"Dr. Laura.... I'm a basket case. I seem to alternate between boredom and terror. I'm able to get my kids to do their assigned schoolwork every morning, but only with threats and bribes. And things fall apart by afternoon. They whine and fight. I scream and shout. They cry. I feel terrible. They spend the rest of the day in front of a screen. I try to get something constructive done for my job but I end up stress-eating. I know I should be meditating and exercising and that would help me be more calm with my kids, but I can't seem to get it together. Am I just lazy" - Megan
If Megan's story has a familiar ring to it, you're not alone. Every single one of us has insights and information that would change our lives -- if only we could use them during those tough moments.
And why can't we? This is certainly a tough moment. Are you doing the things that you know would help you stay more calm and constructive right now?
It's not that we're lazy, or somehow lacking. It's that we're running smack into negative emotions, and most of us don't have reliable strategies to manage them.
In fact, all of humanity is getting a crash course in what we think of as "negative" emotions: Fear. Grief. Disappointment. Powerlessness. Anger.
Those emotions make us uncomfortable, so we try to fend them off. But that just increases our feeling of stress and overwhelm. Once you're feeling an emotion, the only way out is through.
- You can't MAKE Grief go away. You can only allow it to wash over you, letting you know how big a loss you've suffered. As you allow yourself to weather grief, the storm passes -- and life is forever changed, but still worth living.
- You can't make Powerlessness go away. But this lesson in vulnerability is one we all need to learn. Each one of us is empowered by understanding the difference between the things we can change and the things we can't. (Clue: You can always control yourself.)
- You can't make fear go away. What you can do is develop a constructive relationship with fear, so you're informed by it, but you're still in charge. Thank fear for trying to take care of you, and tell it that you've got things handled. Fear is the worry that you won't be able to handle something. But in fact, you will be able to handle it. You don't want tragedy. But if, heaven forbid, tragedy strikes, you will somehow handle it. Worrying in advance just saps your strength.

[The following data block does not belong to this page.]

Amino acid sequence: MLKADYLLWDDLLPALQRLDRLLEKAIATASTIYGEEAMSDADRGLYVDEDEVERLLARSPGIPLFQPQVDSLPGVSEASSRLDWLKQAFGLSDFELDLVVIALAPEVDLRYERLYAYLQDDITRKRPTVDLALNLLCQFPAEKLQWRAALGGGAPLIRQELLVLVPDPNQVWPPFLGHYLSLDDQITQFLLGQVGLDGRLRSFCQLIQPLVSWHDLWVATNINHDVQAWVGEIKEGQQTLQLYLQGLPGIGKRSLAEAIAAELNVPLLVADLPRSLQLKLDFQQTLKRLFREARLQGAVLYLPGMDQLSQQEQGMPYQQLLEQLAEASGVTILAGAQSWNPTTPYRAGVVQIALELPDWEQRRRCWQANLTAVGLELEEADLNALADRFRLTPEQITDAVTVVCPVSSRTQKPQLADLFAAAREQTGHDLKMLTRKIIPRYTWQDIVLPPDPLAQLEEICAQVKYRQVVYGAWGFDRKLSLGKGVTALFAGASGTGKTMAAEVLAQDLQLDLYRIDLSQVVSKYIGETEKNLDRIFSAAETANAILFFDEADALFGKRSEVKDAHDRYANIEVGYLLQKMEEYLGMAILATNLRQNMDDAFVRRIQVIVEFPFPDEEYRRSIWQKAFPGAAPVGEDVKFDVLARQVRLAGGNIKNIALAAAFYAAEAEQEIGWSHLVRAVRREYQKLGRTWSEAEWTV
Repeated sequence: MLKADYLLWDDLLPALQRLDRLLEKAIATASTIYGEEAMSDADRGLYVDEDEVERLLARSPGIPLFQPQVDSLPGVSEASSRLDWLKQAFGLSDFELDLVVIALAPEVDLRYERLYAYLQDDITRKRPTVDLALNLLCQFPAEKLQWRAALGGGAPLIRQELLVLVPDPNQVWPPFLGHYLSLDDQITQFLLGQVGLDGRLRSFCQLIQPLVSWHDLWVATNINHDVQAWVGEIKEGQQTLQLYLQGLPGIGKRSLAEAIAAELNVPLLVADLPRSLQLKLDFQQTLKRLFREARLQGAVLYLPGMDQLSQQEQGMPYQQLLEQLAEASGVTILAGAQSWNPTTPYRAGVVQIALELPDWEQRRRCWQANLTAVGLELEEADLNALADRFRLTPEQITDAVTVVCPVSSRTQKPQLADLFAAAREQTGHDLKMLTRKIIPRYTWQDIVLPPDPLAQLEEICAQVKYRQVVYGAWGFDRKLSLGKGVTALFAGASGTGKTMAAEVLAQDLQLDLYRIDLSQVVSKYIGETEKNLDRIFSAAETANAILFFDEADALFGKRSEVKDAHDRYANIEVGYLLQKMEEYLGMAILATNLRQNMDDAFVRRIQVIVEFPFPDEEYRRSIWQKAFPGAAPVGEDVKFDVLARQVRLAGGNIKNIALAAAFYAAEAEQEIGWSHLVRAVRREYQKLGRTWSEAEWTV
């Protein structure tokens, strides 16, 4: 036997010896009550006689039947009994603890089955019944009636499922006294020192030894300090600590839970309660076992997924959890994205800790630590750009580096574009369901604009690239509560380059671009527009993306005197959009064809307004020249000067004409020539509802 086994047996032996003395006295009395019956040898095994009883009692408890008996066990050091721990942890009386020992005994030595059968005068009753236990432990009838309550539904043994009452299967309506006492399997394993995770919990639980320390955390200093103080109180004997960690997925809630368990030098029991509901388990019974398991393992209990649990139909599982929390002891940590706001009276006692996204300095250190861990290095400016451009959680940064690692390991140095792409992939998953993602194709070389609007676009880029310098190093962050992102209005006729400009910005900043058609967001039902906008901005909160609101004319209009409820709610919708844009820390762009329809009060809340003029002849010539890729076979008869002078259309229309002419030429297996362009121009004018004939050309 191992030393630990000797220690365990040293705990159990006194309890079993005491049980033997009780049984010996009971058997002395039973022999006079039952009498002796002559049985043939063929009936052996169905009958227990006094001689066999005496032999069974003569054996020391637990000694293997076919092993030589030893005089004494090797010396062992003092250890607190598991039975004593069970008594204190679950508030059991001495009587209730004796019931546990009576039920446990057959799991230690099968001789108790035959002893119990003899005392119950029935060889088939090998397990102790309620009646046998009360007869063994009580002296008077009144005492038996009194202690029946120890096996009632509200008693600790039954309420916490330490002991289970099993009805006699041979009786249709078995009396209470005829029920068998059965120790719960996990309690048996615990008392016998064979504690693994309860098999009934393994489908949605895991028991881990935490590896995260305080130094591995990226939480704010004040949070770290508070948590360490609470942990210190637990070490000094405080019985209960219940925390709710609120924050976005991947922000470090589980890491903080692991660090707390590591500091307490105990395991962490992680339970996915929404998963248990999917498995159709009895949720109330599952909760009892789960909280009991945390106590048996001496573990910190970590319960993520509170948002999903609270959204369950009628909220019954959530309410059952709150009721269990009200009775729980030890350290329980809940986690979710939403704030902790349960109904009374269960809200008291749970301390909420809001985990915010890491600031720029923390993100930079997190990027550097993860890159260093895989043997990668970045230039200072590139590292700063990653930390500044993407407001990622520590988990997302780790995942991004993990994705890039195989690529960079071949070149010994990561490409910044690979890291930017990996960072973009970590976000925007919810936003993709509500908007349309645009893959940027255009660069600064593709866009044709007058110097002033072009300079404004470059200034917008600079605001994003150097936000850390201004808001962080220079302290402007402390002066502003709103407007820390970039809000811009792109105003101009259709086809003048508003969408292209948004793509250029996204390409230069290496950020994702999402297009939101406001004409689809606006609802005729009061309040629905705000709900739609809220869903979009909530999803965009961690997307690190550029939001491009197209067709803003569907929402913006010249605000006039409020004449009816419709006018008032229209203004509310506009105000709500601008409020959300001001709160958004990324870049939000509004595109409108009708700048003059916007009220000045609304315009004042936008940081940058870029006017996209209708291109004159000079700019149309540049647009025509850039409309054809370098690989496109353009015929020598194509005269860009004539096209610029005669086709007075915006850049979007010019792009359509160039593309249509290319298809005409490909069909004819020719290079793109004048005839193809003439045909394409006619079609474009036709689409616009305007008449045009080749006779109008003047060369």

- You can't make Disappointment go away. But like other kinds of grief, these losses help us learn what matters most, if we let ourselves feel them.
- You can't make Anger go away. But anger is a defense against more vulnerable emotions, like fear and grief and powerlessness. Once you accept and honor those feelings, the anger fades away.
What does all this have to do with yelling at your kids and stress-eating? Everything. If we don't acknowledge all these big emotions that are keeping us company, we end up fending them off with defenses that don't work so well, like lashing out or stress-eating. Our stress and overwhelm just increase.
Of course, when we're less patient with our children, they act out more. Which increases our stress levels. And is the opposite of what we want to do, because we all know intuitively that our most important job right now, besides keeping our family healthy, is helping our children feel safe. We know we create the mood in our homes, and that yelling doesn't help anyone.
Learning to manage uncomfortable emotions is the work of a lifetime. But it will definitely help you feel less overwhelmed and stressed. And there's no time like the present. After all, you have a ready-made curriculum every day now.
Why not get started? Here's your plan.
1. Take care of you, so you have more internal resources. Set your device to check in with yourself every hour. How are you doing? What do you need? Give it to yourself, or make an appointment to do that as soon as you can.
2. Every morning when you wake up, remind yourself that you can handle whatever happens. Your job is to keep yourself centered so you can help your children feel safe. Choose one thing to do each morning that will help you stay centered, like a short guided meditation or a family dance party.
3. When you feel an uncomfortable emotion, remind yourself that you're safe. You can handle this. Then, let yourself feel whatever that emotion is, all while holding yourself with love and compassion. Notice how that emotion feels in your body. Breathe into it. Resist the urge to run away, eat, or call someone. Just breathe, surround yourself with love and accept the sensations of that feeling in your body. Notice how the sensation changes. Notice how the feeling builds and then passes away. Congratulations! You just changed your brain wiring! Every time you work through a feeling like this, you're emptying your emotional backpack, so you won't get triggered so easily and you're more resilient.
4. Every night before you go to sleep, give yourself a big hug of appreciation. Find three things you're proud of and celebrate them. Then find one thing that you want to do differently tomorrow. Imagine in detail how you will do that one thing, and -- this is important -- be sure to imagine what the positive benefit will be. Write your one commitment down so you'll see it when you wake up.
Is there more? Sure, if you're ready for the advanced course! But if you're feeling overwhelmed, start slow and give yourself support. One step at a time.
If you do this for a week, you'll notice that you're significantly happier and calmer. You'll feel more confident as a parent. And your children
will feel safer, and act more cooperative. In fact, you'll find that you've shifted your entire family into a whole new landscape -- all from your
home in quarantine.
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